"Shall I be plain? I wish the bastards dead, and I would have it suddenly performed!"

"But I am in so far in blood, that sin will pluck on sin."

The keen-eyed, good-memoried or Shakespeare-loving among you might notice that this last quote is very similar to one found in Macbeth,

"I am in blood stepp'd in so far that, should I wade no more, returning were as tedious as go o'er."

And the meaning is very much the same, both Macbeth and Richard have done so many terrible things, that continuing along their murderous paths will really make no difference and is, perhaps  inevitable - The point of no return has been passed. 

Portrait of King Richard III
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Quotes About Guilt and Conscience From Richard III

Richard III confronted with the ghosts of those he's killedThe thing is, Richard can't be all bad. The play's a tragedy, making him a tragic hero - and tragic heroes, by definition, are not entirely deserving of their fate.

This is where things get interesting, because rather than the heartless character that most people seem to associate with Shakespeare's Richard III, what we actually get is someone who is quite sympathetic.

"There is no creature loves me; and if I die, no soul shall pity me."

 "O coward conscience, how dost thou afflict me!"

"My conscience hath a thousand several tongues, and every tongue brings in a several tale, and every tale condemns me for a villain."

I'd argue that Richard is sympathetic almost from the beginning - his deformity, the way he feels marginalized in this new peaceful society, and simple ambition, are what makes him do the things he does.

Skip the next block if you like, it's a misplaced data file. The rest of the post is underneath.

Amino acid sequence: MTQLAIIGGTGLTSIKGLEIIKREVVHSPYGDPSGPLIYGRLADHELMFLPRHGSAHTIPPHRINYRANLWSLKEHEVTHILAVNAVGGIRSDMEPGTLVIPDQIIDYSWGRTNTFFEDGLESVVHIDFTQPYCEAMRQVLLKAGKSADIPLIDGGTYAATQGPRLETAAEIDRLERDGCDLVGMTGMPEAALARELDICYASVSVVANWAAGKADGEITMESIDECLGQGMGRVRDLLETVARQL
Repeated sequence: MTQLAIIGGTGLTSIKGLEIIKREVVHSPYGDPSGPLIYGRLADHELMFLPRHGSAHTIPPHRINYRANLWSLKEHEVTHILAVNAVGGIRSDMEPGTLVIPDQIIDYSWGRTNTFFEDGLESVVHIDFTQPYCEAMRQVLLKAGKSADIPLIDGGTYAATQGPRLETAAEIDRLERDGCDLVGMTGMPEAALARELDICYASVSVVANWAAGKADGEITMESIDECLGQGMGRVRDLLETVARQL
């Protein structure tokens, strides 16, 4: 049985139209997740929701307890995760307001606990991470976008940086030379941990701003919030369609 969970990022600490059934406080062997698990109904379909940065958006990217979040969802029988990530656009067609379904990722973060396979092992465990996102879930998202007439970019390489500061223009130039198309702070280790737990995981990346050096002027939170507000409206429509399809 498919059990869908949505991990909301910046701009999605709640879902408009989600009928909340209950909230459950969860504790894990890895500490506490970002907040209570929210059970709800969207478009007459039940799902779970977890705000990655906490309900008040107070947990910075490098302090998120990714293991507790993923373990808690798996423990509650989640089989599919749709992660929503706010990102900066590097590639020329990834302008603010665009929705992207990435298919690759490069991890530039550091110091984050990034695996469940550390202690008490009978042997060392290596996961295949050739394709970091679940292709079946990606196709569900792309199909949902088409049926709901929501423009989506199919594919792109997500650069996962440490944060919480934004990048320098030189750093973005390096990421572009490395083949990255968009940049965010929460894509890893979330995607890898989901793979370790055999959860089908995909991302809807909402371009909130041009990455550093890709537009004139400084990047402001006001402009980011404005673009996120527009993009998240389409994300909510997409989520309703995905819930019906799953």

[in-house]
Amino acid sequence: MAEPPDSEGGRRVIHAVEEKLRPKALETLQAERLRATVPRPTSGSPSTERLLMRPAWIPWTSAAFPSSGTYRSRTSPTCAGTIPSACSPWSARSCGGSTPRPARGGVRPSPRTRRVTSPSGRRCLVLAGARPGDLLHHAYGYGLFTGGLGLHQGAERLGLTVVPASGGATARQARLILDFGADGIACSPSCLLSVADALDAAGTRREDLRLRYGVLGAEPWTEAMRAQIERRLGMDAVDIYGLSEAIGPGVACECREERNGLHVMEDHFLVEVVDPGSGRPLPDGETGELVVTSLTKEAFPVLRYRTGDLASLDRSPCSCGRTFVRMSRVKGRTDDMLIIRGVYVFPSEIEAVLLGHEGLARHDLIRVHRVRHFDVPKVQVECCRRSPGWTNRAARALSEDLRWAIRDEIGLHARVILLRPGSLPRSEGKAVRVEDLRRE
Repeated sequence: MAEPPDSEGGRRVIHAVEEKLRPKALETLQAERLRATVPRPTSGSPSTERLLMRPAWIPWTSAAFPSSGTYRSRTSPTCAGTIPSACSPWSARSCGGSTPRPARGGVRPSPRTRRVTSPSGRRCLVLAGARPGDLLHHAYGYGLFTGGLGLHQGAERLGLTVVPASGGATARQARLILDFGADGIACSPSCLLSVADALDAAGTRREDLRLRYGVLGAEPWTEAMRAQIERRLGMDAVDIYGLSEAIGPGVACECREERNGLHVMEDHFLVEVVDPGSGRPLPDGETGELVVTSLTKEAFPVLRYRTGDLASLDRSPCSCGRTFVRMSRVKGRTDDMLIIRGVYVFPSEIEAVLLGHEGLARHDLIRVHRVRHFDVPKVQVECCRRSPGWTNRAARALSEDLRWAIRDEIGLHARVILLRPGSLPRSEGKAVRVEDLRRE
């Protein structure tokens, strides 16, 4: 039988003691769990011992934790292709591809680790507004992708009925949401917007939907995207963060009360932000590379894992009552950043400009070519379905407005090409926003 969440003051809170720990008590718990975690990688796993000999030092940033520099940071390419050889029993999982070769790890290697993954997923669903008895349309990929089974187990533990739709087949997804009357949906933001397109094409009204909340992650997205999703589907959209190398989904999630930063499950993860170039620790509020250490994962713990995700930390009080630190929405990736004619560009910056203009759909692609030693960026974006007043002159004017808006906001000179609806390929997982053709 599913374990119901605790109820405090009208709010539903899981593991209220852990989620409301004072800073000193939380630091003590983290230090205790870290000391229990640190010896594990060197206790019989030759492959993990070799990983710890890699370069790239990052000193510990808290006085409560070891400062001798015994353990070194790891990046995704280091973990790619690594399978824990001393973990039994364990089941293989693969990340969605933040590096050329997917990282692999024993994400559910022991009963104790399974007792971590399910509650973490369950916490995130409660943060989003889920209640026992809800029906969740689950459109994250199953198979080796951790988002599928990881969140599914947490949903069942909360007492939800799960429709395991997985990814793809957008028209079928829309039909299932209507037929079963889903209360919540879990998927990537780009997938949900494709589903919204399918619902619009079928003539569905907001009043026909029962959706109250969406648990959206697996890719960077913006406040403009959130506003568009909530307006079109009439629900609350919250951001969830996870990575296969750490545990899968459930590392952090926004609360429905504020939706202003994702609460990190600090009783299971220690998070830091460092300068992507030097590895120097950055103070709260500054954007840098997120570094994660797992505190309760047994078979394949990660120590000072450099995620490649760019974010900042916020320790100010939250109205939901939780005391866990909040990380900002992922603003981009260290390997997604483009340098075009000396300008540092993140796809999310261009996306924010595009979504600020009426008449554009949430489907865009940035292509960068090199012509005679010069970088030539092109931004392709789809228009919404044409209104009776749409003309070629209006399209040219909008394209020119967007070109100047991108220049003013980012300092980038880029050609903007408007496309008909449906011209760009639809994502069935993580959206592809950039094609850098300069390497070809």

Now, I'm not for on moment suggesting that he was right to kill his nephews. However, I do think he's actions, although heinous, are explainable....sort of. 

For More on Richard III

The theory was that by uncovering Richard III, we would learn more about the man behind the legend. Has he been unfairly represented for over 500 years?
Behind all the Tudor propaganda and Shakespearean drama, what do we really know about Richard III?
Updated: 03/25/2013, WiseFool
 
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WiseFool on 03/25/2013

Hey, Jo. I must say, I think everything Shakespeare ever wrote is phenomenally bountiful. But Richard III is among some of the very best.

JoHarrington on 03/25/2013

It's only when you see them laid out like this, that you realize how wonderful the quotations from Richard III can be.

WiseFool on 03/25/2013

Thanks Elias, I think there's little doubt that Lewis Carroll was borrowing from Shakespeare there. Of course, the Queen of Hearts version of it, became much more famous than any of Shakespeare's uses of the phrase (I believe he also used it in Henry VI part 3).

I'm glad you enjoyed the quotes and that you find inspiration in Shakespeare's work, always a pleasure to meet a kindred spirit where that's concerned.

EliasZanetti on 03/25/2013

Shakespeare's works are so inspiring and influential! One of the famous quotes showing Richard's ruthlessness - the "Off with his head!" one - just reminded me of Burton's 'Alice in Wonderland' cinematographic creation &the queen ordering "Off with their heads!". Amazing!
Thumbs up! A marvelous post, WiseFool!